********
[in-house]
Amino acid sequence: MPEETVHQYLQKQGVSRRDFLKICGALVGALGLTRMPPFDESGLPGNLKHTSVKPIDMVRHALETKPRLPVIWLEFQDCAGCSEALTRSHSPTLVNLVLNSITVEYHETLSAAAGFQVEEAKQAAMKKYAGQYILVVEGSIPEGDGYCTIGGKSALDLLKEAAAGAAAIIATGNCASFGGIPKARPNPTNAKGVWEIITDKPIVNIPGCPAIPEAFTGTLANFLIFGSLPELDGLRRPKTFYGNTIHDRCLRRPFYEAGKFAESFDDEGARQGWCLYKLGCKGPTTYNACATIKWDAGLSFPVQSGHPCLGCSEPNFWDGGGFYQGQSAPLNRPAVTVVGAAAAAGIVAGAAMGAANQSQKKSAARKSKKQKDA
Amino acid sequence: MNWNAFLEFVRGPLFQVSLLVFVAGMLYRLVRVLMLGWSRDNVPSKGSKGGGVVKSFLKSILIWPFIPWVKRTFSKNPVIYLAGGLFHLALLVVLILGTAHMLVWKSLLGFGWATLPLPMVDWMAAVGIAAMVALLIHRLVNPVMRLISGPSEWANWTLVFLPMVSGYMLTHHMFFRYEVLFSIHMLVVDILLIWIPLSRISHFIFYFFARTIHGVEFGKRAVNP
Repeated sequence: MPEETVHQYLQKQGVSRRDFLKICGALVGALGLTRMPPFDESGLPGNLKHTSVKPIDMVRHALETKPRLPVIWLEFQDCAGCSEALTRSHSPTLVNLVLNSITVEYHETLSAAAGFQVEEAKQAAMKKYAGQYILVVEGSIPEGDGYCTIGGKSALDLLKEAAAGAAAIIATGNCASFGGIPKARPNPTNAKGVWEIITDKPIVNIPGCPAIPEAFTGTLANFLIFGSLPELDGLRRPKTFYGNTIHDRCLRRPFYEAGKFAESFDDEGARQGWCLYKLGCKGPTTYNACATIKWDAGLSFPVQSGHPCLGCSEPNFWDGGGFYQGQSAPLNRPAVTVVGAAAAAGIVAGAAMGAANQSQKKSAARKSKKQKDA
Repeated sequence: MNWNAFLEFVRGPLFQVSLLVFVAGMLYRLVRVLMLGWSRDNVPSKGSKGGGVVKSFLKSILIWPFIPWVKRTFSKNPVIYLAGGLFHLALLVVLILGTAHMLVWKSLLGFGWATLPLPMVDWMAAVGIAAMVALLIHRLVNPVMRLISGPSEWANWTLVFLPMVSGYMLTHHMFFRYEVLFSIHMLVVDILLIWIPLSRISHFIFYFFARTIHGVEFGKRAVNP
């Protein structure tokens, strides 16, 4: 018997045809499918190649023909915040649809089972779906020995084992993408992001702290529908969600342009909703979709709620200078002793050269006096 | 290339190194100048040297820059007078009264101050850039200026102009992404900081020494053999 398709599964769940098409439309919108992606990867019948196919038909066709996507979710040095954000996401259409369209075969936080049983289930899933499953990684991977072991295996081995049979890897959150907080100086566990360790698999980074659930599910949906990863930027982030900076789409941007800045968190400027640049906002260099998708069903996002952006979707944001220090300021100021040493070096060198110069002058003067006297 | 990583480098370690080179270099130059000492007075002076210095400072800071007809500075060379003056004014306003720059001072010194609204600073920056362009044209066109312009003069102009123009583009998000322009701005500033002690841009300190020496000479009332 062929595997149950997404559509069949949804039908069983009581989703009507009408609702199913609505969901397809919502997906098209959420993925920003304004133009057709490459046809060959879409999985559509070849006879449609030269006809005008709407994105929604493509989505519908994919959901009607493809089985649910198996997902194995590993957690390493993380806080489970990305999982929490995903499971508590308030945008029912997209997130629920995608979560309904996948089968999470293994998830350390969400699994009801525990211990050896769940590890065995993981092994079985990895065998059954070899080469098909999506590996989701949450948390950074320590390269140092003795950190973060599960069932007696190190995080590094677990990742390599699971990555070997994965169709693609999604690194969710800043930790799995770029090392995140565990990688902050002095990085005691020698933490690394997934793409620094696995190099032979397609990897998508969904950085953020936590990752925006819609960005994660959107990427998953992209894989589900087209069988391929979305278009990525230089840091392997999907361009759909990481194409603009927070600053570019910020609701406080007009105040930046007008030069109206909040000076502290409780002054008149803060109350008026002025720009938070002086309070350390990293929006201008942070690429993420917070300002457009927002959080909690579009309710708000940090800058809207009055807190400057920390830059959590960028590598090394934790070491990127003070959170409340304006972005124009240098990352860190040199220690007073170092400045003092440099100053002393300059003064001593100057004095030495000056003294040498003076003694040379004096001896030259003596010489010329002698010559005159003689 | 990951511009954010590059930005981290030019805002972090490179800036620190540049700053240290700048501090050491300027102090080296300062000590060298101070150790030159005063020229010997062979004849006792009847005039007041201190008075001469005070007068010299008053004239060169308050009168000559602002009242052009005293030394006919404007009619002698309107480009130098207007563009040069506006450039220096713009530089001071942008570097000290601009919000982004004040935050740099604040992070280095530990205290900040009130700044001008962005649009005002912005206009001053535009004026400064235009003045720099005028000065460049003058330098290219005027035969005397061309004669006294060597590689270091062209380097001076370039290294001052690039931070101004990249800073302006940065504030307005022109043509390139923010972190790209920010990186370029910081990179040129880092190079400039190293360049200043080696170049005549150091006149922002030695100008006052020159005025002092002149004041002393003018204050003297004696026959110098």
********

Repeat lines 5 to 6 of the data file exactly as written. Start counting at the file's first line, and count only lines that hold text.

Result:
Repeated sequence: MNWNAFLEFVRGPLFQVSLLVFVAGMLYRLVRVLMLGWSRDNVPSKGSKGGGVVKSFLKSILIWPFIPWVKRTFSKNPVIYLAGGLFHLALLVVLILGTAHMLVWKSLLGFGWATLPLPMVDWMAAVGIAAMVALLIHRLVNPVMRLISGPSEWANWTLVFLPMVSGYMLTHHMFFRYEVLFSIHMLVVDILLIWIPLSRISHFIFYFFARTIHGVEFGKRAVNP
């Protein structure tokens, strides 16, 4: 018997045809499918190649023909915040649809089972779906020995084992993408992001702290529908969600342009909703979709709620200078002793050269006096 | 290339190194100048040297820059007078009264101050850039200026102009992404900081020494053999 398709599964769940098409439309919108992606990867019948196919038909066709996507979710040095954000996401259409369209075969936080049983289930899933499953990684991977072991295996081995049979890897959150907080100086566990360790698999980074659930599910949906990863930027982030900076789409941007800045968190400027640049906002260099998708069903996002952006979707944001220090300021100021040493070096060198110069002058003067006297 | 990583480098370690080179270099130059000492007075002076210095400072800071007809500075060379003056004014306003720059001072010194609204600073920056362009044209066109312009003069102009123009583009998000322009701005500033002690841009300190020496000479009332 062929595997149950997404559509069949949804039908069983009581989703009507009408609702199913609505969901397809919502997906098209959420993925920003304004133009057709490459046809060959879409999985559509070849006879449609030269006809005008709407994105929604493509989505519908994919959901009607493809089985649910198996997902194995590993957690390493993380806080489970990305999982929490995903499971508590308030945008029912997209997130629920995608979560309904996948089968999470293994998830350390969400699994009801525990211990050896769940590890065995993981092994079985990895065998059954070899080469098909999506590996989701949450948390950074320590390269140092003795950190973060599960069932007696190190995080590094677990990742390599699971990555070997994965169709693609999604690194969710800043930790799995770029090392995140565990990688902050002095990085005691020698933490690394997934793409620094696995190099032979397609990897998508969904950085953020936590990752925006819609960005994660959107990427998953992209894989589900087209069988391929979305278009990525230089840091392997999907361009759909990481194409603009927070600053570019910020609701406080007009105040930046007008030069109206909040000076502290409780002054008149803060109350008026002025720009938070002086309070350390990293929006201008942070690429993420917070300002457009927002959080909690579009309710708000940090800058809207009055807190400057920390830059959590960028590598090394934790070491990127003070959170409340304006972005124009240098990352860190040199220690007073170092400045003092440099100053002393300059003064001593100057004095030495000056003294040498003076003694040379004096001896030259003596010489010329002698010559005159003689 | 990951511009954010590059930005981290030019805002972090490179800036620190540049700053240290700048501090050491300027102090080296300062000590060298101070150790030159005063020229010997062979004849006792009847005039007041201190008075001469005070007068010299008053004239060169308050009168000559602002009242052009005293030394006919404007009619002698309107480009130098207007563009040069506006450039220096713009530089001071942008570097000290601009919000982004004040935050740099604040992070280095530990205290900040009130700044001008962005649009005002912005206009001053535009004026400064235009003045720099005028000065460049003058330098290219005027035969005397061309004669006294060597590689270091062209380097001076370039290294001052690039931070101004990249800073302006940065504030307005022109043509390139923010972190790209920010990186370029910081990179040129880092190079400039190293360049200043080696170049005549150091006149922002030695100008006052020159005025002092002149004041002393003018204050003297004696026959110098």